Schnatter, who appears in the chain's commercials and on its pizza boxes, remains chairman of the board at the pizza chain.
It all started towards the end of last year, when the pizza chain's then-CEO John Schnatter blamed slumping sales on the National Football League protests against police brutality and racial injustice in this country, a move that scored him fans in the alt-right (Papa John's was the official National Football League pizza sponsor until February of this year.) Schnatter then stepped down as the company's CEO, but remained the head of the board and the public face of the company. Papa John's got a taste of that past year, when Schnatter stepped down as CEO after blaming disappointing pizza sales on the outcry surrounding football players kneeling during the national anthem.
In a press release late Wednesday night, Papa John's announced John's resignation, and said a new Chairman of the Board will be appointed in the coming weeks. Also being renamed is John H. Schnatter Center for Free Enterprise at the university's business college.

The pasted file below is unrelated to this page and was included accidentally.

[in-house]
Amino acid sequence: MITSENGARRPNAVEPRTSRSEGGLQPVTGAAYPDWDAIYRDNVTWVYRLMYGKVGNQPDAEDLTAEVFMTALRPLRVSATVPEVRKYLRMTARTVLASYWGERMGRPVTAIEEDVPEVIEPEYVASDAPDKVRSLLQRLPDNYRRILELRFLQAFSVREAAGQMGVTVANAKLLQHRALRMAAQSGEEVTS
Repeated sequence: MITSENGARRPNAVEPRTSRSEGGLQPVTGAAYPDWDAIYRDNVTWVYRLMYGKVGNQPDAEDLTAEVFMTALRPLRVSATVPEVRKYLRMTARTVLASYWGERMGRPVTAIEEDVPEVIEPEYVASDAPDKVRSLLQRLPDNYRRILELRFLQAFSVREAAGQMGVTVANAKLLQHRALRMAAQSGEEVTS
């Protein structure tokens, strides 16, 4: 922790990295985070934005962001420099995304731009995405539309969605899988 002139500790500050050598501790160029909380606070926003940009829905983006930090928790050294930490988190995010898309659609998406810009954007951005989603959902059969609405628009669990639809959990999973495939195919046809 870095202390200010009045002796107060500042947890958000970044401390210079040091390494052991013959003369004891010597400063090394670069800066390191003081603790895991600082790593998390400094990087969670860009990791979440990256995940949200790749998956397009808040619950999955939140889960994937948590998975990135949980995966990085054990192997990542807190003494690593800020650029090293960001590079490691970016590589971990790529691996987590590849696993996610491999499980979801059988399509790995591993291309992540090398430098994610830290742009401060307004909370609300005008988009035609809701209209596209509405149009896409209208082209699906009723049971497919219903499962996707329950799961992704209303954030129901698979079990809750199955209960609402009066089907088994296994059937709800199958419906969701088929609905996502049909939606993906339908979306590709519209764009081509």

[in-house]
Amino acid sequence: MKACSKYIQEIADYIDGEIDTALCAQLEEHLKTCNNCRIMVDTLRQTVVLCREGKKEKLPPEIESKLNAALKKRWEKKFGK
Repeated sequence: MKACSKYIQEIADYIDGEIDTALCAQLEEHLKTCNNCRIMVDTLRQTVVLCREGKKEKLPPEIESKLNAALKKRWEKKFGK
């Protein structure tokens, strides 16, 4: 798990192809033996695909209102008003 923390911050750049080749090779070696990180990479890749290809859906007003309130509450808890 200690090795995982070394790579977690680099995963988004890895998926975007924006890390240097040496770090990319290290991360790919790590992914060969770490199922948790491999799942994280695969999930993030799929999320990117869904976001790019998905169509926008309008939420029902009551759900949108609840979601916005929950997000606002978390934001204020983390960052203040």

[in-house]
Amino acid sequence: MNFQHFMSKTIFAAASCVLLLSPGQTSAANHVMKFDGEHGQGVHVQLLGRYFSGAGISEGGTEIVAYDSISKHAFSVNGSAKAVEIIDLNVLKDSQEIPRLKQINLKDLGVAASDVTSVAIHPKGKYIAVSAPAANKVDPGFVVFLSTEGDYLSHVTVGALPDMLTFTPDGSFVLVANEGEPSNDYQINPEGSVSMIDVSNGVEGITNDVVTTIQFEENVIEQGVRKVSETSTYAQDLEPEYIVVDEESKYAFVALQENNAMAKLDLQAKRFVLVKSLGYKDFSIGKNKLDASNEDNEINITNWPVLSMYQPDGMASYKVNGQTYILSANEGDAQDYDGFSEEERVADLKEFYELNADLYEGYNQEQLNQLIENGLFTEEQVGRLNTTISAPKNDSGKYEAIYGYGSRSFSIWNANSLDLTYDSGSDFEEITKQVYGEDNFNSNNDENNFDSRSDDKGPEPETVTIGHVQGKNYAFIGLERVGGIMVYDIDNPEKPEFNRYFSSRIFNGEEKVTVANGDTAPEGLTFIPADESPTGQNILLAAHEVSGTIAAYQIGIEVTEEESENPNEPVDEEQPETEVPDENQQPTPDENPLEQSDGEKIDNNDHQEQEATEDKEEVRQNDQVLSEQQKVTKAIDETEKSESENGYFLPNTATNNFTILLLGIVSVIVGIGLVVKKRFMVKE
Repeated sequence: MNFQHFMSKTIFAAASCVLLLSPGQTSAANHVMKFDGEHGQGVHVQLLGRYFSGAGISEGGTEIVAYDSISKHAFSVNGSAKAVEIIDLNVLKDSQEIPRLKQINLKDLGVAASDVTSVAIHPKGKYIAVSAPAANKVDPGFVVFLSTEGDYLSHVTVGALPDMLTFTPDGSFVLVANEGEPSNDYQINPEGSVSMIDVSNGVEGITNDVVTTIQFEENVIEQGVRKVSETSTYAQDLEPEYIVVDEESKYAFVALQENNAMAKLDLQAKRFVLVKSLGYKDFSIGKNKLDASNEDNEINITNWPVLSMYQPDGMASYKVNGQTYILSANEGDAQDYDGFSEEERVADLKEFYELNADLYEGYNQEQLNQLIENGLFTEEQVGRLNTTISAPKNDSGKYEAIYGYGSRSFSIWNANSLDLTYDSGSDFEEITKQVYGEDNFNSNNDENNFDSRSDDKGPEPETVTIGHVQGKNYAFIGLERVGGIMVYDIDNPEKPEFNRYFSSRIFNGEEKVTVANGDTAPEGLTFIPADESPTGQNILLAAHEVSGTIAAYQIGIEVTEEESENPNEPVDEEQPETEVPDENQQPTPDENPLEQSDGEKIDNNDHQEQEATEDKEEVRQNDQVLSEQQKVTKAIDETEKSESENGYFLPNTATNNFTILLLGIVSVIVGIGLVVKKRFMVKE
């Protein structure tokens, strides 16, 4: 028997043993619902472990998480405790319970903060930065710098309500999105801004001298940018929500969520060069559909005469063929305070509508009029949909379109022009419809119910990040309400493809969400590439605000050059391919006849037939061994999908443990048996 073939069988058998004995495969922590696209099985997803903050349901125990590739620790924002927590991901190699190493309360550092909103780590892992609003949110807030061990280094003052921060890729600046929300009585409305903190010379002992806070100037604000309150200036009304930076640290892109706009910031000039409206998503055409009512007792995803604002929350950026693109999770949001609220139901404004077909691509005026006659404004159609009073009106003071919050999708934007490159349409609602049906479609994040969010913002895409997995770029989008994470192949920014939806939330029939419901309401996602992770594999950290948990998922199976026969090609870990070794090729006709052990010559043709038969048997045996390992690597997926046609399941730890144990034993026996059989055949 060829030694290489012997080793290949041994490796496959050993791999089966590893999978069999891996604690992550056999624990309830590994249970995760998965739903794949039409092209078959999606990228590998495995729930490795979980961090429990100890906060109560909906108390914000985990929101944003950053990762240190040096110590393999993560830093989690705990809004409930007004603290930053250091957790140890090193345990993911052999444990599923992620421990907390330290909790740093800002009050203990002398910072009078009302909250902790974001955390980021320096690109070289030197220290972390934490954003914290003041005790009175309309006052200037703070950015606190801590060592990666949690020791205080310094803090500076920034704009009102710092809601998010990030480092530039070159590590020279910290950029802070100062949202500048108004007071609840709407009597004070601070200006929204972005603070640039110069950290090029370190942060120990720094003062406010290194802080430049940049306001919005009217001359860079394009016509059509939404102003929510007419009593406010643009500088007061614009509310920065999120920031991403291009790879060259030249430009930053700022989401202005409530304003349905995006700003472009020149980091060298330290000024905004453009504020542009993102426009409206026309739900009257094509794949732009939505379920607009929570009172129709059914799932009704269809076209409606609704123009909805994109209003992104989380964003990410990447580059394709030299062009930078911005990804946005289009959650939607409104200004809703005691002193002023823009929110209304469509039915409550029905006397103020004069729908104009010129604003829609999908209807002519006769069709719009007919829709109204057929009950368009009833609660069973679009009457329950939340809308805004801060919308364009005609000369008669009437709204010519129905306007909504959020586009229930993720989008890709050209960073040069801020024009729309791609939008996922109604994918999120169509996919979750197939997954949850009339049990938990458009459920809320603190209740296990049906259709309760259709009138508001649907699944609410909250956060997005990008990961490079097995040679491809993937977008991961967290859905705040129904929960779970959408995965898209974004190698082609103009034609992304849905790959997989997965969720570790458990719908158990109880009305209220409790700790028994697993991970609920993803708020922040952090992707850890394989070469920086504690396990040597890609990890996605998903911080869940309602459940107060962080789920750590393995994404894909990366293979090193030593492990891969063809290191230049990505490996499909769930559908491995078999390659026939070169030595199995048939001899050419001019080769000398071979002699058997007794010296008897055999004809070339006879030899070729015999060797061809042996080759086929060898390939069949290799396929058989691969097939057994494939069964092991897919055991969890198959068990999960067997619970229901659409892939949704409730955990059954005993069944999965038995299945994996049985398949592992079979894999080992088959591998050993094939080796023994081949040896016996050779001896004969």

Pizza-craving baseball fans have other - and, frankly, better - options at Target Field, including Pizza Lucé (Section 234), by-the-slice Freschetta (Sections 122 and 318), and stone-oven personals (Carew Atrium).
Friday's decision did not touch on UofL's ties with Papa John's as a company, including an exclusive deal that allows only Papa John's pizza to be sold in the stadium.More news: Djokovic tops Air K to reach semifinals
The stadium's name will be changed from Papa John's Cardinal Stadium to simply Cardinal Stadium.
Schnatter had used the slur during a media training exercise in May, Forbes reported this week.
Papa John's Pizza will remove images of ousted company founder "Papa" John Schnatter from future marketing materials, according to a report on Friday. The company's shares, which had fallen almost 5 percent Wednesday, rebounded 11 percent Thursday after the company announced Schnatter's resignation as chairman. Several people told Friedland how inappropriate and hurtful his use of the word was. He apologized to her, adding that he didn't want to be a "distraction", she said.
The company can not afford to alienate customers, with sales already under pressure from rivals such as Domino's.
Target Field has announced it will "indefinitely suspend" the sale of Papa John's pizza following comments made by the company's former CEO, according to a Minnesota Twins spokesperson. Today, it has more than 3,400 locations in North America.